BUSINESS + ECONOMY
Bird flu causing egg shortage, high prices
Jan 10, 2023, 12:00 PM | Updated: Jan 12, 2023, 11:23 am
(Jeffrey D. Allred/Deseret News)
SALT LAKE CITY — You may be noticing a shortage of a staple food in your local grocery store. After speaking to a number of grocers around Salt Lake City, all but one had limits on the number of egg cartons you could buy.
Salt Lake City grocers are noticing a shortage of eggs. Most stores are limiting shoppers to buying two dozen.
“As of December 21, which is the most recent data available from the United States Department of Agriculture. The inventories were 23% lower than the same week in 2021,” said the Public Information Officer at the Utah Department of Agriculture and Food, Bailee Woolstenhulme.
(KSL NewsRadio talk hosts, Dave and Dujanovic, discussed the egg issue on their show, which you can hear below)
The Utah Department of Agriculture and Food pointed to last year’s bird flu outbreak as the reason.
“So in Utah, we are almost to 2 million poultry that have had to be depopulated due to the avian influenza,” Woolstenhulme said.
Recent prices reflect the shortage pretty clearly. Shoppers can expect to buy cartons of eggs ranging anywhere from $4 to $10. That’s a steep increase considering three years ago shoppers were looking at 99 cents for a dozen.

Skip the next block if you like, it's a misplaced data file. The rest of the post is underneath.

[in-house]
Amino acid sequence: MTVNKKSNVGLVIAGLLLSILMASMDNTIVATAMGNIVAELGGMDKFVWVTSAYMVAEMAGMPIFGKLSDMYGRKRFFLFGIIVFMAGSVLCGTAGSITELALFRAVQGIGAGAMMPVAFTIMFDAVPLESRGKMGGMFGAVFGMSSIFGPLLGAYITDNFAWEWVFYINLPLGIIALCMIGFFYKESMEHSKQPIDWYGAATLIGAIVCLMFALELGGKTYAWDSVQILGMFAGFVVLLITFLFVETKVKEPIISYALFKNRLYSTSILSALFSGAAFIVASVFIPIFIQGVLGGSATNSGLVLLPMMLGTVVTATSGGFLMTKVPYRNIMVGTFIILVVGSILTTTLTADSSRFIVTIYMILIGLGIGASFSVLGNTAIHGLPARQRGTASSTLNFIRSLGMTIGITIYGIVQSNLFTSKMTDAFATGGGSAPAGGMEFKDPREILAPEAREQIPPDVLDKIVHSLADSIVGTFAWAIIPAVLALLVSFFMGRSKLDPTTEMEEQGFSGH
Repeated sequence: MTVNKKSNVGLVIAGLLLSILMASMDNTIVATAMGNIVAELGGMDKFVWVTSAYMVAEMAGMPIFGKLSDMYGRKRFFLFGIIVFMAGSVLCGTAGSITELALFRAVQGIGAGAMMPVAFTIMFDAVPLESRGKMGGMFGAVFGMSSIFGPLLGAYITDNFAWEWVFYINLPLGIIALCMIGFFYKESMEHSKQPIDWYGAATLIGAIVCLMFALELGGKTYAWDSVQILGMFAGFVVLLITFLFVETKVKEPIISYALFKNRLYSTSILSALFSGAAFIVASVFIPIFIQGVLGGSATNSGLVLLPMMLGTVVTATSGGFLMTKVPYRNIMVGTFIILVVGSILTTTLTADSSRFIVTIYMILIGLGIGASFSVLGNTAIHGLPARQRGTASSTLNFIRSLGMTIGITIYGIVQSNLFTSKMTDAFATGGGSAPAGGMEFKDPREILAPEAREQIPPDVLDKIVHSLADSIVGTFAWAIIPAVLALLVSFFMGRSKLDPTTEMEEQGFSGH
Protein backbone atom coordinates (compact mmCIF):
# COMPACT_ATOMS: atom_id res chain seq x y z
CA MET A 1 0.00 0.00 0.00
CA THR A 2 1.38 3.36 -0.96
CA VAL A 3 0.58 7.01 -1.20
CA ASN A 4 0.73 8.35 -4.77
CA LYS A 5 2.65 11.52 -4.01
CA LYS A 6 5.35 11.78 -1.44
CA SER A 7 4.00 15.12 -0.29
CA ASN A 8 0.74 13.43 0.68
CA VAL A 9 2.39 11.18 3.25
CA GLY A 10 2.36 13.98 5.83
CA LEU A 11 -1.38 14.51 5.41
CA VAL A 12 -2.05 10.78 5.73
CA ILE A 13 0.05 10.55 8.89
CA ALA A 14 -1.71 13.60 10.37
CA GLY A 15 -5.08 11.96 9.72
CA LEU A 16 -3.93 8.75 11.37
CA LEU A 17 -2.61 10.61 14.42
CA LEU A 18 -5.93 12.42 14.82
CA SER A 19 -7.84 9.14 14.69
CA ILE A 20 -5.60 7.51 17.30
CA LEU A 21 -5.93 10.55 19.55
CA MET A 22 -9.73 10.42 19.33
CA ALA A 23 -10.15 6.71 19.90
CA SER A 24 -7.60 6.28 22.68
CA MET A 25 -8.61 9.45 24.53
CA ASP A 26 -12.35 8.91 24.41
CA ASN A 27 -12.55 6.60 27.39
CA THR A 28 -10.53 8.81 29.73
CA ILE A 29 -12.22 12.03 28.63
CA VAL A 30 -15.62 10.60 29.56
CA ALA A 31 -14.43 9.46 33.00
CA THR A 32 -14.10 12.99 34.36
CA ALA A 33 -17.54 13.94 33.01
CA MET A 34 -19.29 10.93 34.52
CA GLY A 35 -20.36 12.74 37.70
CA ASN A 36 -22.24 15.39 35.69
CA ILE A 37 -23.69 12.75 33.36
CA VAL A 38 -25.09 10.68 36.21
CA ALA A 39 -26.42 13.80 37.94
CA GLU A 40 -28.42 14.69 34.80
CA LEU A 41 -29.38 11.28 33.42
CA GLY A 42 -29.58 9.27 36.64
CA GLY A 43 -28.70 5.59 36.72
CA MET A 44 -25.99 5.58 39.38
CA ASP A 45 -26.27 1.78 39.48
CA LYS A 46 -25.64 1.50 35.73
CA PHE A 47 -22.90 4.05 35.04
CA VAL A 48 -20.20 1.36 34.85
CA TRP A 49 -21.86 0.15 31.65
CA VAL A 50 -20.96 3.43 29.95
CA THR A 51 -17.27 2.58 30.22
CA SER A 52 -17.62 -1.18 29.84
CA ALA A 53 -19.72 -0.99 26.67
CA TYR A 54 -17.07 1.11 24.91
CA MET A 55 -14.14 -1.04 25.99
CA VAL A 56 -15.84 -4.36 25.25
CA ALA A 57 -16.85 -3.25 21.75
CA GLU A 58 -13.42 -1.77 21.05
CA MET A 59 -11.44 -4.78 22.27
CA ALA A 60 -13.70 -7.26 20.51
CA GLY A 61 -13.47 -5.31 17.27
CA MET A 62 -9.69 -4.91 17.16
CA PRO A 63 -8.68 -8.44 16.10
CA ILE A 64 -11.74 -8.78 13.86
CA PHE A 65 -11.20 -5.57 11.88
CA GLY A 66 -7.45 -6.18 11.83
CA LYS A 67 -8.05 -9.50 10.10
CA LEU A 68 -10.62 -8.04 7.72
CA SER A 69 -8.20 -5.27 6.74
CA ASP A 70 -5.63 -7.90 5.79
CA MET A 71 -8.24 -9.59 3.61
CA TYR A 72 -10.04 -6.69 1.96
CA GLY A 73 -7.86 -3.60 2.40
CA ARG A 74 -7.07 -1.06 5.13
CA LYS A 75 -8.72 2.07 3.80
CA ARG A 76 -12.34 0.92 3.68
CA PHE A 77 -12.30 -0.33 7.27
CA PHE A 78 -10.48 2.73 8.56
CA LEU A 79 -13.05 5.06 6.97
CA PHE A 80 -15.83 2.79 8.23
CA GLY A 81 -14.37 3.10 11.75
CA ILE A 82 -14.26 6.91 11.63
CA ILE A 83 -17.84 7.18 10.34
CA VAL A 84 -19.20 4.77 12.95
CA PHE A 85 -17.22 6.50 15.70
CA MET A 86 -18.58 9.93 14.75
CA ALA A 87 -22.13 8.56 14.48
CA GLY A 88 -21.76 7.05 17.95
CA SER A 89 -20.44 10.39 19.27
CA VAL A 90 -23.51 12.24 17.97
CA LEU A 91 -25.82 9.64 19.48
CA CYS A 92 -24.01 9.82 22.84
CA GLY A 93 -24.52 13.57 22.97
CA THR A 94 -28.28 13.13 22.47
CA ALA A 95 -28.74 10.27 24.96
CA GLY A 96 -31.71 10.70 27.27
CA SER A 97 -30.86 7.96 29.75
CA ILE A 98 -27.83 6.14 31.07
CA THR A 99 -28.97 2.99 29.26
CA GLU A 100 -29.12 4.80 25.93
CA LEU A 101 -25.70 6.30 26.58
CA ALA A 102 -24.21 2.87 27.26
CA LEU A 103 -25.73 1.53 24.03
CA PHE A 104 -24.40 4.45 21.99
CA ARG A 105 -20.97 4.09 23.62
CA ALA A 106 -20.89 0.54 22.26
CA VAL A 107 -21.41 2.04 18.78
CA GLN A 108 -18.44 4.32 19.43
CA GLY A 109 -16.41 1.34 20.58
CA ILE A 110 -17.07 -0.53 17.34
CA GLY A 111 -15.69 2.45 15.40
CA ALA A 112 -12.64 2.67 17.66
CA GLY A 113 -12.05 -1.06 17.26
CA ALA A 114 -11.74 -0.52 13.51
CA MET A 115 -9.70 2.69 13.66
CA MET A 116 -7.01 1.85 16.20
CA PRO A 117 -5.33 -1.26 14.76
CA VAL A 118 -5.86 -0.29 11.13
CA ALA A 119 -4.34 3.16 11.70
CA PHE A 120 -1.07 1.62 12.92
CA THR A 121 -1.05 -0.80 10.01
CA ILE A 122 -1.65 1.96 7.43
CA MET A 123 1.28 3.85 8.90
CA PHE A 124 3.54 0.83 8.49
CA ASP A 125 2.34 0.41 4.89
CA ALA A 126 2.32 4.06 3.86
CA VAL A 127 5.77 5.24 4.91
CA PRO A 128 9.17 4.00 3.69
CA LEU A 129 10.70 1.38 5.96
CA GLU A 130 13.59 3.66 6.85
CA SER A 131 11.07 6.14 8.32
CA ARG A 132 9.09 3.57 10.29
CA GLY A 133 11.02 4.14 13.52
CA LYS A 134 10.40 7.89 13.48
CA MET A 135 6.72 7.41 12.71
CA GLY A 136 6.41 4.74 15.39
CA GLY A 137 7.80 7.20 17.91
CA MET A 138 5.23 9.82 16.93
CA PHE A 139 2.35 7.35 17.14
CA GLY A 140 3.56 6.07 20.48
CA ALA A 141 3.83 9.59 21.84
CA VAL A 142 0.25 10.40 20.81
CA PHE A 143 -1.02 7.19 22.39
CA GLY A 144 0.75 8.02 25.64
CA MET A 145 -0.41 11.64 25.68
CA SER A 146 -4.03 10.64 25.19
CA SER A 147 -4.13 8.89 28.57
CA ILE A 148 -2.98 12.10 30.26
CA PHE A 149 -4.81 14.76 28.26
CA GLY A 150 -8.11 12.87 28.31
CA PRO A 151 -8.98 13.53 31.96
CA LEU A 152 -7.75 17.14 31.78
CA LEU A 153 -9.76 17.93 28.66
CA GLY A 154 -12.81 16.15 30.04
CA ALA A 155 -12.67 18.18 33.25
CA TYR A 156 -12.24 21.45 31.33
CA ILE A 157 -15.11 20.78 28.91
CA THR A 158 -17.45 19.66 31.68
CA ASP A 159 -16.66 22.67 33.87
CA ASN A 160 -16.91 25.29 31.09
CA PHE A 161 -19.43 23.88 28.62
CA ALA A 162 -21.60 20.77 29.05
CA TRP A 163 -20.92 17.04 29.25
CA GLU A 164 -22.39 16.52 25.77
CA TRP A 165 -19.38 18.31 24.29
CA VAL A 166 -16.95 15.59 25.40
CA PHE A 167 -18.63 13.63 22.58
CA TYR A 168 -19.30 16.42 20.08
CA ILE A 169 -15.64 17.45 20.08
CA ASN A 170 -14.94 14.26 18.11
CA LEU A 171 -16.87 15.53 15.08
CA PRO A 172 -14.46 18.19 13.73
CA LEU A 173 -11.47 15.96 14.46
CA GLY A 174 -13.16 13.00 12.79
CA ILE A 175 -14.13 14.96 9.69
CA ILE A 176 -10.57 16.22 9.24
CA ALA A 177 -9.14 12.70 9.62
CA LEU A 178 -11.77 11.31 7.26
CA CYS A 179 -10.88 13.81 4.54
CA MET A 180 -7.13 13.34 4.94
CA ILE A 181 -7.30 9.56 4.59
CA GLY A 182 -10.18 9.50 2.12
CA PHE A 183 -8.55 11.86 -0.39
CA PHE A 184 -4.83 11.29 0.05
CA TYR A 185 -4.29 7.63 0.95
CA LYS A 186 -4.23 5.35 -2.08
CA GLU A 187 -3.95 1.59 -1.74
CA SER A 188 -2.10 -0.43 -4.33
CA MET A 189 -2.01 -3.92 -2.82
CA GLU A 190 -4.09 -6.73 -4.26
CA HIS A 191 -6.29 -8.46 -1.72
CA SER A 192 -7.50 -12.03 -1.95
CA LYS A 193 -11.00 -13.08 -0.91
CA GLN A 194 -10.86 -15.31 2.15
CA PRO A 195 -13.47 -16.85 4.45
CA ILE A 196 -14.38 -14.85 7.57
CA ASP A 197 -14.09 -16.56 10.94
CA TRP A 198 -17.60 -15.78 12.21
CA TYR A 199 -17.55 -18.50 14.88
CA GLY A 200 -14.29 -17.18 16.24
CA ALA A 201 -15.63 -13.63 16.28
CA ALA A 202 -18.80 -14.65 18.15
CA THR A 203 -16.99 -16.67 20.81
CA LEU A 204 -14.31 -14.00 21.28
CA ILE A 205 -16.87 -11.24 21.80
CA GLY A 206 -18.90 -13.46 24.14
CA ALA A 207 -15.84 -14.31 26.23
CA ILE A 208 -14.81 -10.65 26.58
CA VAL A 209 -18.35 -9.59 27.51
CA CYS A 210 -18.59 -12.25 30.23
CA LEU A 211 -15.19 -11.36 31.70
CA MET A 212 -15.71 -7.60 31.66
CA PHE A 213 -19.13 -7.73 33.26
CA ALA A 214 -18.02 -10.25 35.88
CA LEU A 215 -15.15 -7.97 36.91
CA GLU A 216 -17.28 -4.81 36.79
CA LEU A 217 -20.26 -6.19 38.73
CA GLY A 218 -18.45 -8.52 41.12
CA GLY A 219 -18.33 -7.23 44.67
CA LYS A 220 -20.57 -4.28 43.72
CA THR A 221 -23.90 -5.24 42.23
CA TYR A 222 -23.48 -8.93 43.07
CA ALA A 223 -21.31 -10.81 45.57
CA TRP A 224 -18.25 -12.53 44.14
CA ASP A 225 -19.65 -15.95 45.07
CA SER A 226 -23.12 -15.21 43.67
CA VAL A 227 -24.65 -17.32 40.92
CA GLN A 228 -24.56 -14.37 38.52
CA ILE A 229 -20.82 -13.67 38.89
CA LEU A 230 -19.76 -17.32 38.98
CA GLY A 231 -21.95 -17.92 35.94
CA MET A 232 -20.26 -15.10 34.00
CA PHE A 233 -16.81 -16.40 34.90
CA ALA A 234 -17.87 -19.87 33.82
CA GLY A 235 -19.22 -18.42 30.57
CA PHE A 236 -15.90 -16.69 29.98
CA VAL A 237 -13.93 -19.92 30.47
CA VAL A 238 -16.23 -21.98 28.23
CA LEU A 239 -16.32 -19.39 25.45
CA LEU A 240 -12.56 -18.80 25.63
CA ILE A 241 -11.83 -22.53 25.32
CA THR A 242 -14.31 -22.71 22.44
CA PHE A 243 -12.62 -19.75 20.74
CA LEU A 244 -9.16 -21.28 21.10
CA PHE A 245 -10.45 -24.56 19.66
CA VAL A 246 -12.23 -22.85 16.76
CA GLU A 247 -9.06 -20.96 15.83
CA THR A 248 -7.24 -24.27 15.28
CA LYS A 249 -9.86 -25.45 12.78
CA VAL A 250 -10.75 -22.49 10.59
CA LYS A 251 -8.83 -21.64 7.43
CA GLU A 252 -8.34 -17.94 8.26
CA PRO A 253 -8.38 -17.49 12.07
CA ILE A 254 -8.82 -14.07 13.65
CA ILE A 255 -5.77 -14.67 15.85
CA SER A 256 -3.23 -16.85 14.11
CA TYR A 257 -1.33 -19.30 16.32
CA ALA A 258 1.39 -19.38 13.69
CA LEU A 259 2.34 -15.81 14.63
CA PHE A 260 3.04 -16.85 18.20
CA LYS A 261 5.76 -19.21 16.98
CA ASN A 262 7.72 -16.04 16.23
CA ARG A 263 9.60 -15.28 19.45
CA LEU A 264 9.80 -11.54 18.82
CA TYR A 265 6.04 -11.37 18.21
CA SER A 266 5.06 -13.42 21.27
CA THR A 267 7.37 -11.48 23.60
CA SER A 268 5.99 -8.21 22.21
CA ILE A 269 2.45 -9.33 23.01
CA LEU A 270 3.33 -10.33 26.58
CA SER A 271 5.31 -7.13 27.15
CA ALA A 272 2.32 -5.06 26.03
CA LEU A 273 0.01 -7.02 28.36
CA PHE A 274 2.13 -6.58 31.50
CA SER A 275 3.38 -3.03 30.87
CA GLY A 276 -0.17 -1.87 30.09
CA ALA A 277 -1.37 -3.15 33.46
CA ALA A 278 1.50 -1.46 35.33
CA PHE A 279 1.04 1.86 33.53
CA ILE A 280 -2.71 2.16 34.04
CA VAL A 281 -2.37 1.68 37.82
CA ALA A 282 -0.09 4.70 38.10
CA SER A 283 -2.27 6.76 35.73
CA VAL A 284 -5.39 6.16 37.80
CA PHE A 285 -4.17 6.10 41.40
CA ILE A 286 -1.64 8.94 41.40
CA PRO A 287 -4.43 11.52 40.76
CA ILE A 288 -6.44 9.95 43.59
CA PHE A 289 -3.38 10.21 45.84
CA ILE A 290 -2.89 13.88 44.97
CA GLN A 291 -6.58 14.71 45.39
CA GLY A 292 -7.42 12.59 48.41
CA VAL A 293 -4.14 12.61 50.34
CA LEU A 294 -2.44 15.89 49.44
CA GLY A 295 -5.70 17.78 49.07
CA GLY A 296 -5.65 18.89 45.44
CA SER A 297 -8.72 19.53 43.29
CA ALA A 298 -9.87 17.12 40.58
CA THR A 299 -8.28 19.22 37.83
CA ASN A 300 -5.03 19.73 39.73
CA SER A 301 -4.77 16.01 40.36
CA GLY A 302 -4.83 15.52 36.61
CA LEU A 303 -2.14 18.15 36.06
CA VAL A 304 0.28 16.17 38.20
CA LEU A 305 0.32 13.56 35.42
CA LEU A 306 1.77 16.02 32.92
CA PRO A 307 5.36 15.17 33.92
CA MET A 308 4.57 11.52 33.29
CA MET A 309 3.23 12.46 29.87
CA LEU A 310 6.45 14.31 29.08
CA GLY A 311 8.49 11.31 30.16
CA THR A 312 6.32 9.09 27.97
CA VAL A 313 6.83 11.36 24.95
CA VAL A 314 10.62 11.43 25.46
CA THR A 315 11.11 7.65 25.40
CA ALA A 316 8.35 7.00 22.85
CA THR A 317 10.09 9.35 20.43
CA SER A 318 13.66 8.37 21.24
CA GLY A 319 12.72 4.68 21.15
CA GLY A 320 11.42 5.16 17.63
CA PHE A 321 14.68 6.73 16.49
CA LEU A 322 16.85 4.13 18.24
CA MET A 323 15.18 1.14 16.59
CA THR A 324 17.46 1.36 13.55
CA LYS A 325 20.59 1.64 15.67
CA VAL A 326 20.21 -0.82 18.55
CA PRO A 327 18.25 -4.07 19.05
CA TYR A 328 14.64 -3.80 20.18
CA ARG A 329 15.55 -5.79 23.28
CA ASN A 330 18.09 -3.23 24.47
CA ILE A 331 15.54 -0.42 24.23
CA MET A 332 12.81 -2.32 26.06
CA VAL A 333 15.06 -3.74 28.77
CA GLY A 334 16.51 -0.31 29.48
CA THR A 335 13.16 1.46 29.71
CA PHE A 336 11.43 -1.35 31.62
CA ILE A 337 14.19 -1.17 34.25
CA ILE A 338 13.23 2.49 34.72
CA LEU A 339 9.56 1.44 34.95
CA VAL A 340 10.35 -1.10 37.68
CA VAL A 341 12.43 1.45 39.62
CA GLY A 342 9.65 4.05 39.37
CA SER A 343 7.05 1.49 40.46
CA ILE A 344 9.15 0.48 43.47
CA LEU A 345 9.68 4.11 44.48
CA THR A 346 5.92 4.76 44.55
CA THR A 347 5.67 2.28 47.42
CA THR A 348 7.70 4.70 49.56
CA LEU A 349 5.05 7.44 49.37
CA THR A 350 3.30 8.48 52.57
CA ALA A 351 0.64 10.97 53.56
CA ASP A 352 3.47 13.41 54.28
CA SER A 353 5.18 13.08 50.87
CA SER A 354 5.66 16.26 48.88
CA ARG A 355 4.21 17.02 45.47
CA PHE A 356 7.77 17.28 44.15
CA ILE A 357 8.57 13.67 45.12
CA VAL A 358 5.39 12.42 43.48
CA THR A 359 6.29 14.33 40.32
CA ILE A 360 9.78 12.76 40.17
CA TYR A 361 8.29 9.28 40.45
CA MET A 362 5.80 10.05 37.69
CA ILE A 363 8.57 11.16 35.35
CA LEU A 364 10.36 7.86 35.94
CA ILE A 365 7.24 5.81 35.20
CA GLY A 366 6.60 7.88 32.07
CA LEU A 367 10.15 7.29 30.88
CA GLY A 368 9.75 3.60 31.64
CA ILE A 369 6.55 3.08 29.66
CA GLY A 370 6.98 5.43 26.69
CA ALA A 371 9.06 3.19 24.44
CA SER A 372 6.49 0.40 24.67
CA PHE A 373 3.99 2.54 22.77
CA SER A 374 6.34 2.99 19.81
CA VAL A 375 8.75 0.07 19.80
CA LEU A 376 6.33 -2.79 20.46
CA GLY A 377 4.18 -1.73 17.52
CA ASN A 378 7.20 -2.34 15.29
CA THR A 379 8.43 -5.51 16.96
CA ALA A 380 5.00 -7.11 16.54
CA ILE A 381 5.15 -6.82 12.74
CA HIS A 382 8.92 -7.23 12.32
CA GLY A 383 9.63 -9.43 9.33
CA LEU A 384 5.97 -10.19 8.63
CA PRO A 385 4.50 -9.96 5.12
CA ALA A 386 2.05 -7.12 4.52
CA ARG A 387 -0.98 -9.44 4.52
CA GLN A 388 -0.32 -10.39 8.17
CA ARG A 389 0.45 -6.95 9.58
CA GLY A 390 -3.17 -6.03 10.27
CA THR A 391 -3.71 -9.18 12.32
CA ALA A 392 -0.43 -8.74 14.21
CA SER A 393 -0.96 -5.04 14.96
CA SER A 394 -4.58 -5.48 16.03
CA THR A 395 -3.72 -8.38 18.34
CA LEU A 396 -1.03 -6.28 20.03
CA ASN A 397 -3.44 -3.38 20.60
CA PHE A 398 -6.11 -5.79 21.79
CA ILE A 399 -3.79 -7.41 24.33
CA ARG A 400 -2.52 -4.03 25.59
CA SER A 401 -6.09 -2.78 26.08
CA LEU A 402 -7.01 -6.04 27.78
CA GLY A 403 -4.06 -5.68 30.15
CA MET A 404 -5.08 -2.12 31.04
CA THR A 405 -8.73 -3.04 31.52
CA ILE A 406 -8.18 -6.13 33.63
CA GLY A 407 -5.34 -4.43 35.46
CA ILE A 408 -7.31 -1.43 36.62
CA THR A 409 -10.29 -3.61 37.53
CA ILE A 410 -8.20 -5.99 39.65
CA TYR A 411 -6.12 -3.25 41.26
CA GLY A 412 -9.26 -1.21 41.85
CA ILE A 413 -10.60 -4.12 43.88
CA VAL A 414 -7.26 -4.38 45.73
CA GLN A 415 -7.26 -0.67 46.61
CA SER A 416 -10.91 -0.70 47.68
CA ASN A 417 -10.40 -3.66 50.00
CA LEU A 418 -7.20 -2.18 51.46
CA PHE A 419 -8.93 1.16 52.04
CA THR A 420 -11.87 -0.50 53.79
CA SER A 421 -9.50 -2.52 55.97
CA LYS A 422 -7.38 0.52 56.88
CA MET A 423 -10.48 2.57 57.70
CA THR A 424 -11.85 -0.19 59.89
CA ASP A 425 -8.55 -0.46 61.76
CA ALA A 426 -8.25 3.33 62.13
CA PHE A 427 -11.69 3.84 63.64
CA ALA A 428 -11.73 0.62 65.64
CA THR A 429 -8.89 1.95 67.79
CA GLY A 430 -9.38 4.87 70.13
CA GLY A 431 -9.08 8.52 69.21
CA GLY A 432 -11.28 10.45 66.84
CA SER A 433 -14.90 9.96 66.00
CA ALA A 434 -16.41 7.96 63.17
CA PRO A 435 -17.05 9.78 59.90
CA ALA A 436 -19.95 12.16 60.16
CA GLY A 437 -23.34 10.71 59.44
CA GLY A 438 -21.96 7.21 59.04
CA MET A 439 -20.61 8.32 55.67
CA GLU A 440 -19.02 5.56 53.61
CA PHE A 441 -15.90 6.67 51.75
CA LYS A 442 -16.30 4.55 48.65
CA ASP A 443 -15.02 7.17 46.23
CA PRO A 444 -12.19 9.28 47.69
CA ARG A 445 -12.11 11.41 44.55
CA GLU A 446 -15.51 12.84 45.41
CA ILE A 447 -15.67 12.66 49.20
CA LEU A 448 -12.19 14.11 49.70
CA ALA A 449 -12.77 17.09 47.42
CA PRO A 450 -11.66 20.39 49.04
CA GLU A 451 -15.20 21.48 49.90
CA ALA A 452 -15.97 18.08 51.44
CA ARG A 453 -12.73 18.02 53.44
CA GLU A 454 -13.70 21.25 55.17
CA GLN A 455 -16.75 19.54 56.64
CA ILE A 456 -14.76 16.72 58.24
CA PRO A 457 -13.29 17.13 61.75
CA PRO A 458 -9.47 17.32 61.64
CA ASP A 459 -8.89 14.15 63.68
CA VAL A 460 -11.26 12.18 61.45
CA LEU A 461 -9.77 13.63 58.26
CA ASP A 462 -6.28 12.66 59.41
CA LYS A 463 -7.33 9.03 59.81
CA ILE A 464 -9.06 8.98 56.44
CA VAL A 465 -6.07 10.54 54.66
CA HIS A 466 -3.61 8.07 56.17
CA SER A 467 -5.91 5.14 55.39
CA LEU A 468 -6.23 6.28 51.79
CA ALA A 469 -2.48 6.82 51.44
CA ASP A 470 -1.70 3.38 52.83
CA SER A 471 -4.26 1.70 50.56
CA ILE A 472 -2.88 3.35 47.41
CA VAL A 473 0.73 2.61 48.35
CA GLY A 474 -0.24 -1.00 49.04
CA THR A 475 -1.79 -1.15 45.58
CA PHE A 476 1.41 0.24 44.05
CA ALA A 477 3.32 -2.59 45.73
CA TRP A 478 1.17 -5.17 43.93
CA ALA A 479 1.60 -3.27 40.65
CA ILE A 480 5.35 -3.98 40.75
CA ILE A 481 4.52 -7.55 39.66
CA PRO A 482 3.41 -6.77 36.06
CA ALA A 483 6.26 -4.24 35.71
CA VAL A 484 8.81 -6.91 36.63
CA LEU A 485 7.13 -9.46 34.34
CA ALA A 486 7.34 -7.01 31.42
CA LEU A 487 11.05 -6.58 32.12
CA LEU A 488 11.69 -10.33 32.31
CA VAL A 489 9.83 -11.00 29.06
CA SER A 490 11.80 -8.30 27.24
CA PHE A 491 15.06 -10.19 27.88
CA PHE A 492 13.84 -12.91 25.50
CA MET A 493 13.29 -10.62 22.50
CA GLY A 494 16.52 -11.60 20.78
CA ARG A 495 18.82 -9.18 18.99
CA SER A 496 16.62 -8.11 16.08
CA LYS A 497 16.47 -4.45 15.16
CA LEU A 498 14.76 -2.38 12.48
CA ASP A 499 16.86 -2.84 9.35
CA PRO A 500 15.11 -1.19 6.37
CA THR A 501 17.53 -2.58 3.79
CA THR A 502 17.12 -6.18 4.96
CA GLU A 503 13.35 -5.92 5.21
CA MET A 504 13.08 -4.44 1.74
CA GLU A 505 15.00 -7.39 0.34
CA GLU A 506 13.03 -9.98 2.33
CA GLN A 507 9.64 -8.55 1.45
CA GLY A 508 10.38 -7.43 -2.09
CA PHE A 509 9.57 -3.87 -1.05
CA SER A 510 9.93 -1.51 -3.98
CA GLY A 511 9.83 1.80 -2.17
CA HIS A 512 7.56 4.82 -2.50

Cliff Lillywhite is the co-owner of Oakdell Egg Farms. He told KSL NewsRadio that farmers are doing what they can to get through this.
“The economic impact certainly is huge, because, from a macro standpoint in the U.S., you’ve had about 20% of the egg-laying hens that have been taken out by this [bird flu].”
And the shortage comes at the worst time, Lillywhite said. The holiday season, from mid-November to mid-January, sees consumers using large amounts of eggs for baking.
“To be able to attempt to bring eggs in to replace ours. We have to pay whatever price we can from other egg producers in the country to bring them in to take care of our regular customers.”
Lillywhite said he appreciates the government agencies who have helped farmers get through the current situation. He’s thankful for people’s patience as they get their flocks back up to regular numbers which hopefully will help increase supply and bring down prices.
Related: Two new cases of avian influenza announced
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